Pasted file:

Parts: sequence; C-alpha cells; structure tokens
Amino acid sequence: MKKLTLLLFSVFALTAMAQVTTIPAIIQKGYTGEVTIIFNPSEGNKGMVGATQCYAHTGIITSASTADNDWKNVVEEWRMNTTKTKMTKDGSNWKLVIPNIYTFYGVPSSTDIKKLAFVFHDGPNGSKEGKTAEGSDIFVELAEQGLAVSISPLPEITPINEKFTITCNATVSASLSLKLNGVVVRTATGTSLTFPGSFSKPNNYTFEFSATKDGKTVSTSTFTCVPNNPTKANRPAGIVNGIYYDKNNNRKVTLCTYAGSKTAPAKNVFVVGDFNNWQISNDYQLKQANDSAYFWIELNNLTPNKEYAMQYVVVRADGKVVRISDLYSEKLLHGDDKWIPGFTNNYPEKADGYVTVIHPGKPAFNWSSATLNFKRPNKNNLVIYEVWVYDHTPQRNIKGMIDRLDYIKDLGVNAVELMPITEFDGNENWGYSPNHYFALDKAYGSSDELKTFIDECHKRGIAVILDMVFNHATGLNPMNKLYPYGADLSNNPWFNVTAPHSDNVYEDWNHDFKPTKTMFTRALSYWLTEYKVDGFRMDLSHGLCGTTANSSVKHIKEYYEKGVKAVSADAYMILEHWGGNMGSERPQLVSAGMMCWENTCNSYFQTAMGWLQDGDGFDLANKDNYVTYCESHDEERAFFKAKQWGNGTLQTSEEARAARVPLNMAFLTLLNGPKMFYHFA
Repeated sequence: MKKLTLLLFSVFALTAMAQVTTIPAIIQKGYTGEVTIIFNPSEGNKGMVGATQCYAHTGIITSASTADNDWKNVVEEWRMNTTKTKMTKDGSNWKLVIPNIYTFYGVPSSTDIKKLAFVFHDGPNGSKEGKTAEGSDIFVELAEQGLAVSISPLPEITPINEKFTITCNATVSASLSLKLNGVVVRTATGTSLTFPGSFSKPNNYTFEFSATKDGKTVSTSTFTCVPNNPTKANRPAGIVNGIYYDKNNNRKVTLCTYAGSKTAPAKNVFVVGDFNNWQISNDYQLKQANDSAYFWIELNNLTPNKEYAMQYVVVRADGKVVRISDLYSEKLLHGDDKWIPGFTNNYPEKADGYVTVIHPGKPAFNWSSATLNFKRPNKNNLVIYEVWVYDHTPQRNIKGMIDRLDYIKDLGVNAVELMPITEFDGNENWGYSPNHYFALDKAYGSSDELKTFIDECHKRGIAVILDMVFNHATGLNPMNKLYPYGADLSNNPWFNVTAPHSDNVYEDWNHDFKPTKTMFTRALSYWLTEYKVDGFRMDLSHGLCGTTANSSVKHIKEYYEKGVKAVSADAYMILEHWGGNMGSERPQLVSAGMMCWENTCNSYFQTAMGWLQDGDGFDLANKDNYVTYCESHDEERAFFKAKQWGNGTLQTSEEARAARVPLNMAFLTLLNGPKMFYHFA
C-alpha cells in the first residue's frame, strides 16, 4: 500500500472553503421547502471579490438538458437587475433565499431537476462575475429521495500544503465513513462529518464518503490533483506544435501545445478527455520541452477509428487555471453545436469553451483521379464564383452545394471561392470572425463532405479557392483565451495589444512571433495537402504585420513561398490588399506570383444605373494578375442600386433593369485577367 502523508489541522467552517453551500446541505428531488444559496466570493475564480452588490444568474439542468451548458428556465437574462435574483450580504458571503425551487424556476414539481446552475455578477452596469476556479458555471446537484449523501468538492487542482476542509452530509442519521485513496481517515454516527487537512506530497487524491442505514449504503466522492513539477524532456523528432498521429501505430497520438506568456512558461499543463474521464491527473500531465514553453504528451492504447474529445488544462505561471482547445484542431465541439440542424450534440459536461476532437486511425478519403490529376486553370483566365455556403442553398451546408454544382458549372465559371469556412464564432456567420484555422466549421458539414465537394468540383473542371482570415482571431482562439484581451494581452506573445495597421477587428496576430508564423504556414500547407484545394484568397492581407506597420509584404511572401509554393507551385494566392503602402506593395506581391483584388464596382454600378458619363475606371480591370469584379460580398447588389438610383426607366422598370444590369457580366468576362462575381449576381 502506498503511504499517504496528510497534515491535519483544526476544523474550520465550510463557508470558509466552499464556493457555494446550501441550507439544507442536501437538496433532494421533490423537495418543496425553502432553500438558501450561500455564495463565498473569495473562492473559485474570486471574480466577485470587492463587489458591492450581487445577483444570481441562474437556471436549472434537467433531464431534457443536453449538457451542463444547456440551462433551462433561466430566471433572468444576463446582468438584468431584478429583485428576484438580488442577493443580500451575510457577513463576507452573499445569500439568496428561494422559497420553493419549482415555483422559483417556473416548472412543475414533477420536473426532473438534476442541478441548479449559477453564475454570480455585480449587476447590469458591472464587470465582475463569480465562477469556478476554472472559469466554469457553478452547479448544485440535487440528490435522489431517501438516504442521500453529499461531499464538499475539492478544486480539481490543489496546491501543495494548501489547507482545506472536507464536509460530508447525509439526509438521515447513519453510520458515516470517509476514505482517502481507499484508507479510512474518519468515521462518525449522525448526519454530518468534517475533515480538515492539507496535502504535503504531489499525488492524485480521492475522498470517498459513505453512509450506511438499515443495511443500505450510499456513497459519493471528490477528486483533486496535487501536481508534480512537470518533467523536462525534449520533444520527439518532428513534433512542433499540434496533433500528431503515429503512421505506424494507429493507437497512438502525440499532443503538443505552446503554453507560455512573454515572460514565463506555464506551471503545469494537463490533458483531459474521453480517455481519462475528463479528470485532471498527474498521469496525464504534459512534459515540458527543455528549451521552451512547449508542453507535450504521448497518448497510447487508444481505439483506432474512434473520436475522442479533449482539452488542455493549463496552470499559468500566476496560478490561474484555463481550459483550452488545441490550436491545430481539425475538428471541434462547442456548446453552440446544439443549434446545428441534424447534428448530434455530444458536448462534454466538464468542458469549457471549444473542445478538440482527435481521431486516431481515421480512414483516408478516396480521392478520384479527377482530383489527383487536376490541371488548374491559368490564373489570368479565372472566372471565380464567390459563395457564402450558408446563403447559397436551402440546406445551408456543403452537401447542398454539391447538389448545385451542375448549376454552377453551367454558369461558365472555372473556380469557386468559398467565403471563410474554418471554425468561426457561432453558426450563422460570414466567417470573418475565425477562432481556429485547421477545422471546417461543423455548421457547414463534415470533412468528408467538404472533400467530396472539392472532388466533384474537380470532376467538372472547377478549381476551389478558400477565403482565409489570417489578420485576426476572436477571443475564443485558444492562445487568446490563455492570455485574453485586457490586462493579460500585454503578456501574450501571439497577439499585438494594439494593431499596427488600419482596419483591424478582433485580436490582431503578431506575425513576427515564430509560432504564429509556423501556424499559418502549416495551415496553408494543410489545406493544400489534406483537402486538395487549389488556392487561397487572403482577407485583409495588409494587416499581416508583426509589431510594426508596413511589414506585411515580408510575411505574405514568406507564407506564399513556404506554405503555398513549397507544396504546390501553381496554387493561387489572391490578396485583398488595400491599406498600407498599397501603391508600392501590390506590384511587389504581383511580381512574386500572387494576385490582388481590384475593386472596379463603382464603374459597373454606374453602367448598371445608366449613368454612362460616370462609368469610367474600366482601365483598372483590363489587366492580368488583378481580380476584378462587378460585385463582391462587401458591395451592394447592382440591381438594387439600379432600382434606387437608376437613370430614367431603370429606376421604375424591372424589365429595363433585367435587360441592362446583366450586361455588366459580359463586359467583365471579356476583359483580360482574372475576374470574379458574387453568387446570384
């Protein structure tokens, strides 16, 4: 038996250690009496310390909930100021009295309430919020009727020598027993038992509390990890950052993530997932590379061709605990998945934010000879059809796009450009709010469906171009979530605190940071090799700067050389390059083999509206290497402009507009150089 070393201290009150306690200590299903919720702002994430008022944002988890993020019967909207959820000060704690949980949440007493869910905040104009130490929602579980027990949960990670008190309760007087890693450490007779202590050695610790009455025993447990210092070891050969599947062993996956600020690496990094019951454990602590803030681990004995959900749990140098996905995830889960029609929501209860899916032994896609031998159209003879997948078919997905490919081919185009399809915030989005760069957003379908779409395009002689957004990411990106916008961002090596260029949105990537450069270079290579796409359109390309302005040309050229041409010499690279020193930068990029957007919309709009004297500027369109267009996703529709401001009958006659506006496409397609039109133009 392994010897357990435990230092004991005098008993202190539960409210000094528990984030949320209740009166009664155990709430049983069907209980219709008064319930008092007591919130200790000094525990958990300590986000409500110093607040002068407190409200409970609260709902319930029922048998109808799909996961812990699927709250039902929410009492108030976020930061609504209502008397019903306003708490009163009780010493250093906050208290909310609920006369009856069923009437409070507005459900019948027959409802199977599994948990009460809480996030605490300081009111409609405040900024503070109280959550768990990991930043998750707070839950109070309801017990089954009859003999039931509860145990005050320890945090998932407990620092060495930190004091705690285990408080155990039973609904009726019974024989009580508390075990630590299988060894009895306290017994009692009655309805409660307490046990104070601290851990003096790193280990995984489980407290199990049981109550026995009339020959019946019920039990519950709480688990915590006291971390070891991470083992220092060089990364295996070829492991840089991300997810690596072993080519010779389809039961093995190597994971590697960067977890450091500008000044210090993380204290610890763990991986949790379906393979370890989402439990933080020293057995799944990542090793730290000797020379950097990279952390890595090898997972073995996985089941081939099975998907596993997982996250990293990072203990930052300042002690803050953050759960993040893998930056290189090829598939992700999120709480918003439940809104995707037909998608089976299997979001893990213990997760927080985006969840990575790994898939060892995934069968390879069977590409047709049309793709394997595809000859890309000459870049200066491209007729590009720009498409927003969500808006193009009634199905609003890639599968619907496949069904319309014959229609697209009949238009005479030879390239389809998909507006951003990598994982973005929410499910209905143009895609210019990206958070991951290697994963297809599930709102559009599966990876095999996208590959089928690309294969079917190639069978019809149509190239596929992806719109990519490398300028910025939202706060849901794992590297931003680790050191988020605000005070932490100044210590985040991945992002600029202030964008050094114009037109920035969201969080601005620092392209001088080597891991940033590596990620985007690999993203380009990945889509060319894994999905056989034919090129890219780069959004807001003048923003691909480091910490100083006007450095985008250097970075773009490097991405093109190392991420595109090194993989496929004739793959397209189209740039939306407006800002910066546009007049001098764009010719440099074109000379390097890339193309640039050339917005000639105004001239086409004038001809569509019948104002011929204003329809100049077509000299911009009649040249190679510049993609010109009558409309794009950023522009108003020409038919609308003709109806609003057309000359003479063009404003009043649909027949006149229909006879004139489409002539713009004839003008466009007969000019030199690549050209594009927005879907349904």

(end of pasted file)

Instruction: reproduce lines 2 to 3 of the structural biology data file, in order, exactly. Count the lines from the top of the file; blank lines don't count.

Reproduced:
Amino acid sequence: MKKLTLLLFSVFALTAMAQVTTIPAIIQKGYTGEVTIIFNPSEGNKGMVGATQCYAHTGIITSASTADNDWKNVVEEWRMNTTKTKMTKDGSNWKLVIPNIYTFYGVPSSTDIKKLAFVFHDGPNGSKEGKTAEGSDIFVELAEQGLAVSISPLPEITPINEKFTITCNATVSASLSLKLNGVVVRTATGTSLTFPGSFSKPNNYTFEFSATKDGKTVSTSTFTCVPNNPTKANRPAGIVNGIYYDKNNNRKVTLCTYAGSKTAPAKNVFVVGDFNNWQISNDYQLKQANDSAYFWIELNNLTPNKEYAMQYVVVRADGKVVRISDLYSEKLLHGDDKWIPGFTNNYPEKADGYVTVIHPGKPAFNWSSATLNFKRPNKNNLVIYEVWVYDHTPQRNIKGMIDRLDYIKDLGVNAVELMPITEFDGNENWGYSPNHYFALDKAYGSSDELKTFIDECHKRGIAVILDMVFNHATGLNPMNKLYPYGADLSNNPWFNVTAPHSDNVYEDWNHDFKPTKTMFTRALSYWLTEYKVDGFRMDLSHGLCGTTANSSVKHIKEYYEKGVKAVSADAYMILEHWGGNMGSERPQLVSAGMMCWENTCNSYFQTAMGWLQDGDGFDLANKDNYVTYCESHDEERAFFKAKQWGNGTLQTSEEARAARVPLNMAFLTLLNGPKMFYHFA
Repeated sequence: MKKLTLLLFSVFALTAMAQVTTIPAIIQKGYTGEVTIIFNPSEGNKGMVGATQCYAHTGIITSASTADNDWKNVVEEWRMNTTKTKMTKDGSNWKLVIPNIYTFYGVPSSTDIKKLAFVFHDGPNGSKEGKTAEGSDIFVELAEQGLAVSISPLPEITPINEKFTITCNATVSASLSLKLNGVVVRTATGTSLTFPGSFSKPNNYTFEFSATKDGKTVSTSTFTCVPNNPTKANRPAGIVNGIYYDKNNNRKVTLCTYAGSKTAPAKNVFVVGDFNNWQISNDYQLKQANDSAYFWIELNNLTPNKEYAMQYVVVRADGKVVRISDLYSEKLLHGDDKWIPGFTNNYPEKADGYVTVIHPGKPAFNWSSATLNFKRPNKNNLVIYEVWVYDHTPQRNIKGMIDRLDYIKDLGVNAVELMPITEFDGNENWGYSPNHYFALDKAYGSSDELKTFIDECHKRGIAVILDMVFNHATGLNPMNKLYPYGADLSNNPWFNVTAPHSDNVYEDWNHDFKPTKTMFTRALSYWLTEYKVDGFRMDLSHGLCGTTANSSVKHIKEYYEKGVKAVSADAYMILEHWGGNMGSERPQLVSAGMMCWENTCNSYFQTAMGWLQDGDGFDLANKDNYVTYCESHDEERAFFKAKQWGNGTLQTSEEARAARVPLNMAFLTLLNGPKMFYHFA